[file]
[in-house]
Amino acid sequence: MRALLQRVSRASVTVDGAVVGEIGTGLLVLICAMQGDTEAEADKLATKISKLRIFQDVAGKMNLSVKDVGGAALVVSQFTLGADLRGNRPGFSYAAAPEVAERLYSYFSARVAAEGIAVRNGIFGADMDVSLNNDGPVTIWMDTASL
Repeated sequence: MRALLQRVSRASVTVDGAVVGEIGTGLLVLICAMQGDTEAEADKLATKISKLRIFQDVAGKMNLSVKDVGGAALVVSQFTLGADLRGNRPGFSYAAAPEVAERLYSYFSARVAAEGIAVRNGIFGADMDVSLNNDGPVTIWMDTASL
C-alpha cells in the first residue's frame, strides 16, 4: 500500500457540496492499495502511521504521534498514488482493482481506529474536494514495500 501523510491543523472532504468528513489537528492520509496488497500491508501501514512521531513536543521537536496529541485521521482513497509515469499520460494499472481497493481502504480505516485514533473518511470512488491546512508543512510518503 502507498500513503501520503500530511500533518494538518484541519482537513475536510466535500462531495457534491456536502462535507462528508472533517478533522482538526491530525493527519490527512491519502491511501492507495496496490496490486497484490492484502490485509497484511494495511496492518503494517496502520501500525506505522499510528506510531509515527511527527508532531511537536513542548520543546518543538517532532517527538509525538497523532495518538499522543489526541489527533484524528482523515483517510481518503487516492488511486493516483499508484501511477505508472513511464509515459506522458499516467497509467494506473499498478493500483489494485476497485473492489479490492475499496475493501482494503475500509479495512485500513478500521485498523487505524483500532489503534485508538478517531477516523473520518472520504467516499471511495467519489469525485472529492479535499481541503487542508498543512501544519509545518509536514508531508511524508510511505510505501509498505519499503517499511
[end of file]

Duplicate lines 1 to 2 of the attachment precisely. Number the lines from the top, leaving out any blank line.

[in-house]
Amino acid sequence: MRALLQRVSRASVTVDGAVVGEIGTGLLVLICAMQGDTEAEADKLATKISKLRIFQDVAGKMNLSVKDVGGAALVVSQFTLGADLRGNRPGFSYAAAPEVAERLYSYFSARVAAEGIAVRNGIFGADMDVSLNNDGPVTIWMDTASL